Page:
Friday, October 9, 2009

You Can't Lose for Winning, Or Can You? Obama's Nobel Prize

I never understood the phrase, "you can't win for losing." Not really. I assume that it implies something like "without bad luck, I'd have no luck at all," the assumption that some people would only win anything if we gave out awards for Best Loser.

Obama recently lost his bid to help Chicago host the Olympics, but he clearly is a "winner," and that was even before he beat McCain in the last presidential election.

But the Nobel folks have taken his winningness to entirely new heights, and some detractors are confused (and insulted) by their recent decision--an attempt, some say, to counteract that Olympic snub or to thumb noses at the last Bush regime.

My brainstorm colleague Laurie Fendrich has already beaten me to the punch with her provocative and "political" contextualization of this morning's Nobel announcement. But I still wanted to add another inflection to this morning's Obama buzz, and it is predicated on the twitterati's tongue-in-cheek responses to Obama's newest win.

In a thread called ReasonsBHHwonNPP, here are some of the TwitterWorld's answers:

Because he fostered a friendship between a black professor and a white police officer.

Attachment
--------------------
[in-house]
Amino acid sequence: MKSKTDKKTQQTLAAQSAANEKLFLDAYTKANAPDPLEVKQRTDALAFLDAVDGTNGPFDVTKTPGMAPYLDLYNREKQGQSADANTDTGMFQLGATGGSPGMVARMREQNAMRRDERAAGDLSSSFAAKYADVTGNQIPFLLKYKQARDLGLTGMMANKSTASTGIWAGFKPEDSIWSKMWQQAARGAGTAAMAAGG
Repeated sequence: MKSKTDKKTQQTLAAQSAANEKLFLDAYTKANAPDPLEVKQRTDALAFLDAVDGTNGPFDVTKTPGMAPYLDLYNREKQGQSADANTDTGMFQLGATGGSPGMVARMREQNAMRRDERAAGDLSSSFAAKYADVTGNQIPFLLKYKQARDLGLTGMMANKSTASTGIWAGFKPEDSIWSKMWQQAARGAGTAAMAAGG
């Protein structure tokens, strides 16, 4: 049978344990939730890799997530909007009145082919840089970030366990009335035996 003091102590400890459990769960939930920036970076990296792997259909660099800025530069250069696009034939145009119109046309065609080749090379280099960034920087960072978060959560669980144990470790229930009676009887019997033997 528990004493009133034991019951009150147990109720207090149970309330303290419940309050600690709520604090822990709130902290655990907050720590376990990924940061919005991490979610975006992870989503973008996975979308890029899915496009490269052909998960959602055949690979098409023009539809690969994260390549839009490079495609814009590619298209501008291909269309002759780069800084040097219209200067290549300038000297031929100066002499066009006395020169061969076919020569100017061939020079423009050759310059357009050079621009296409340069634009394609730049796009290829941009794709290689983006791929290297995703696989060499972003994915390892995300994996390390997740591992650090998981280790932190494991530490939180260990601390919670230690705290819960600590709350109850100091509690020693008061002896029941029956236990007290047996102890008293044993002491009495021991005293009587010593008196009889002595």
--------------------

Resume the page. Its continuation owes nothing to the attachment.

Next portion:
For restoring US rep because they couldn't kick Bush a Nobel War prize on the way out the door.

Because he didn't smack Joe Wilson.

Because a beer in the rose garden is a revolutionary way to broker peace.

Because he has directed american military might toward our common enemy: the Moon.

Because the Arizona State University board of trustees weren't voting.

Because going for the Nobel Prize is like a race and well, he is half Kenyan.

Because anyone who has to deal w/Am Politics tday & hasnt punched anyone in the face deserves it.

And I know that Chronicle readers could undoubtedly add some zingers of their own. Indeed, Obama probably would have preferred not winning this particular prize, just because so many people are going to spend their time further demonizing him for it.

"Don't hate the playa," hip-hop MCs advise. "Hate the game." That's another colloquial saying that seems very appropriate today.

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